While the New Orleans Saints and the Indianapolis Colts are preparing to go head-to-head in Super Bowl XLIV at Sun Life Stadium in Miami, U.S. justices and even our president are squaring off in arenas of jurisprudence from sea to shining sea.
Here are just a few recent examples:
U.S. Supreme Court Justice Samuel Alito shook his head in dismay and mouthed the words "not true" when President Barack Obama rebutted the entire Supreme Court in the justices’ presence and before the whole nation during his State of the Union speech. The president alleged that the court "reversed a century of law … (to) open the floodgates for special interests — including foreign corporations — to spend without limit in our elections" (when, in fact, there are at least three accounts in the 183-page ruling that forbid its application to foreign nationals, groups or corporations).
President Obama renominated pro-abortion activist and former NARAL attorney Dawn Johnsen to head the Justice Department’s Office of Legal Counsel. Johnsen has come under fire for calling women "fetal containers," labeling pregnant women "losers in the contraceptive lottery" and comparing pregnancy to slavery and pro-lifers to the Ku Klux Klan.
Outside of fighting for the appointments and elections of true constitutional conservatives, we need to voice our opposition to the White House and our representatives regarding the appointments of liberal justices, such as David Hamilton, who was confirmed in November as a federal judge to the 7th U.S. Circuit Court of Appeals. Hamilton is radically pro-abortion and spent years working with and for the ACLU and ACORN. According to the Jan. 16 edition of World magazine, "Hamilton ruled against Christian prayers in the Indiana legislature, ruled against a menorah in a municipal building’s holiday display, and overturned a law requiring a woman to get counseling twice before she got an abortion."
Out of 858 appellate and district court judgeships, there are presently 97 vacancies (11 percent). President Obama has made 26 nominations so far, with 10 being confirmed by the Senate.
The U.S. needs more honest and traditional justices like my friend Judge Roy Moore, who is running for governor of Alabama. Undoubtedly, readers remember him as the chief justice of the Supreme Court of Alabama who was ousted for refusing to remove a copy of the Ten Commandments from the state’s judicial building. Roy’s resumé reads like a who’s who of American life and justice, from private practice to district attorney and then circuit judge and chief justice.
Here in Texas, I am endorsing Rick Green as justice for the state Supreme Court. As a former state legislator and constitutional scholar trained to defend our nation’s founding principles, Green is exactly the kind of justice we need serving on the Texas Supreme Court. He and Judge Roy Moore are the type of constitutionally abiding legal eagles who walk in the legacy of our Founding Fathers and whom we need serving in every state across our union.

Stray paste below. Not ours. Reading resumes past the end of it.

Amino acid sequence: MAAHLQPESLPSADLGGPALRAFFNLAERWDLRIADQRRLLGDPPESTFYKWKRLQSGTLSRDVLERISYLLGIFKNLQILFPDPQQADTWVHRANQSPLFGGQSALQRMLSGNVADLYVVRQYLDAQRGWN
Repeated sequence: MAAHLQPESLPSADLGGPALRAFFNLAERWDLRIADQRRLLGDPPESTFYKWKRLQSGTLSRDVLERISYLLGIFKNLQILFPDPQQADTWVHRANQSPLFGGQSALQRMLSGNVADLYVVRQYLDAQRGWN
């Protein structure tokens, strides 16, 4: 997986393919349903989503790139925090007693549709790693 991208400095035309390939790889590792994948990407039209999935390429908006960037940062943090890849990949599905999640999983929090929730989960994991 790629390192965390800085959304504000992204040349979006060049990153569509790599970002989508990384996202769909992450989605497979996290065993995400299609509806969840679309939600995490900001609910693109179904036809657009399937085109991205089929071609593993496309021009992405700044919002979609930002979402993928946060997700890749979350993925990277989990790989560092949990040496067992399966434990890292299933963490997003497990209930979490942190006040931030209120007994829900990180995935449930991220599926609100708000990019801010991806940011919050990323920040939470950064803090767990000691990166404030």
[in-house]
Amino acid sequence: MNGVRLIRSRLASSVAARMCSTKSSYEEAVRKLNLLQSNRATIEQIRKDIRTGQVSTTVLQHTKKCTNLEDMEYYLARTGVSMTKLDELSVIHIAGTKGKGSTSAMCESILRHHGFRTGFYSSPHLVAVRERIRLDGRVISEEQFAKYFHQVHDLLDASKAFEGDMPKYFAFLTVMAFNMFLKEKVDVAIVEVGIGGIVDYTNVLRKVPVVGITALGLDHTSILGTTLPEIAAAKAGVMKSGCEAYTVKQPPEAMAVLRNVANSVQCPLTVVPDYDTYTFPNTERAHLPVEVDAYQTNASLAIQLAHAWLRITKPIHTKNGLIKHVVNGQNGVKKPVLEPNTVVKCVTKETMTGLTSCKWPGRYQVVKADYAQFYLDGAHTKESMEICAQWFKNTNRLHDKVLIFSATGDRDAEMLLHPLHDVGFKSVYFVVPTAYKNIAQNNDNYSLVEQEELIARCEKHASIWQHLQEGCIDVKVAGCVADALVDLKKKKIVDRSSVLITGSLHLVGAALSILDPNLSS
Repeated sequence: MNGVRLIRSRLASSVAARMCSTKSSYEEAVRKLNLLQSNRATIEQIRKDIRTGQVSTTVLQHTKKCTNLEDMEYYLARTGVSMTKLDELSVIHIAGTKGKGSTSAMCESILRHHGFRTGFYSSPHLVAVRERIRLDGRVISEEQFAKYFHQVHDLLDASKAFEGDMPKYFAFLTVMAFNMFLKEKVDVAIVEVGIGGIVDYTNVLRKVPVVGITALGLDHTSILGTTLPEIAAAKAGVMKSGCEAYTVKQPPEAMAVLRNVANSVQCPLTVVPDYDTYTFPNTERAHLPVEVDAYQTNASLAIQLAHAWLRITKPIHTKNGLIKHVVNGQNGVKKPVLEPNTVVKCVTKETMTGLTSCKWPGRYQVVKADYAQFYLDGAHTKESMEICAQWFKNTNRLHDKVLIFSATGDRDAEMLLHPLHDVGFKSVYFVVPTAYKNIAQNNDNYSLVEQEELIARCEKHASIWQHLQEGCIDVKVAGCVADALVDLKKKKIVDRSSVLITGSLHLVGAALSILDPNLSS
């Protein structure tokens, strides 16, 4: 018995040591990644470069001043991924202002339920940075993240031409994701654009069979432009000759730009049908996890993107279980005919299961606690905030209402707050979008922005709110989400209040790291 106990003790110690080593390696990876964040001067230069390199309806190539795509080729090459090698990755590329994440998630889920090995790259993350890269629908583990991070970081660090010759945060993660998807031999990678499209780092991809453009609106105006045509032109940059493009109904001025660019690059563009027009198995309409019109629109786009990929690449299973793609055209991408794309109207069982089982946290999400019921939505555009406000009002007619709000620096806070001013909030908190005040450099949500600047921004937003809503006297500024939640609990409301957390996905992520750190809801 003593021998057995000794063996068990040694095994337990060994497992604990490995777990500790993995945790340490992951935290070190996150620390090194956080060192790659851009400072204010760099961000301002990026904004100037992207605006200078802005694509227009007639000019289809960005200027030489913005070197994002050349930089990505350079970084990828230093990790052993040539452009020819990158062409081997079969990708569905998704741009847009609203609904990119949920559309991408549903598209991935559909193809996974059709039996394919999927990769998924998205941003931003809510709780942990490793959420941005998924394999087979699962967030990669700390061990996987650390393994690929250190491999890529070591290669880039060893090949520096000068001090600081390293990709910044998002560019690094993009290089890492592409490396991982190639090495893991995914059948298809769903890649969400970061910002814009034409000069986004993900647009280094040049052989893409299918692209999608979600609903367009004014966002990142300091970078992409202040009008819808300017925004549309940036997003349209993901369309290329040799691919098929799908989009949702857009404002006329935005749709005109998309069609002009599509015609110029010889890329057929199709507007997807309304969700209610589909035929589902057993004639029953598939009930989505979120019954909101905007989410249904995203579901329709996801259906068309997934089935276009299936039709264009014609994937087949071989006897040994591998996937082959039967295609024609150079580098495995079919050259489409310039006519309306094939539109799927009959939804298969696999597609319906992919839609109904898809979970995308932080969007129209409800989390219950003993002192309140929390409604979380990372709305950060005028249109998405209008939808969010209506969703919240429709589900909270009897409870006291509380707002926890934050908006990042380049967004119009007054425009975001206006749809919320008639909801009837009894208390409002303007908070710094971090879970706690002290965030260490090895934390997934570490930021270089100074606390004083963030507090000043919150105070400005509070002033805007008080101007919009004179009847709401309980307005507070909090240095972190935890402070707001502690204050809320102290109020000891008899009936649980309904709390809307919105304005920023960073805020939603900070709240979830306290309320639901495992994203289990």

We must fight for conservative justices with strong moral and religious codes because they most closely follow the principles established by America’s Founders. And I’m not alone in that conclusion. I stand in a long line of patriots, stretching back to the inception of our country.
James Wilson, a signer of the Constitution who was appointed to the Supreme Court by George Washington, explained the relationship between religion and law: "Human law must rest its authority ultimately upon the authority of that law which is divine. … Far from being rivals or enemies, religion and law are twin sisters, friends, and mutual assistants. Indeed, these two sciences run into each other. The divine law as discovered by reason and moral sense forms an essential part of both. The moral precepts delivered in the sacred oracles form part of the law of nature, are of the same origin and of the same obligation, operating universally and perpetually."
Article 6 of the Constitution guarantees that "no religious Test shall ever be required as a Qualification to any Office or public Trust under the United States." But as a matter of free speech, it is perfectly acceptable for citizens and even government officials to advocate the election of those who are devoutly religious.
John Jay — the first chief justice of the United States, also appointed by George Washington — wrote to Jedidiah Morse on Feb. 28, 1797: "Providence has given to our people the choice of their rulers. And it is the duty as well as the privilege and interest of a Christian nation to select and prefer Christians for their rulers."
At the very least, in light of the progressive cases now before U.S. courts and our own president’s audacity to disrespect and lie about the Supreme Court justices to their faces during one of the most watched political prime-time events of the year, we all should bow our heads and pray what the marshal of the court repeats every time the U.S. Supreme Court justices enter the courtroom to hear arguments: "God save the United States and this Honorable Court!"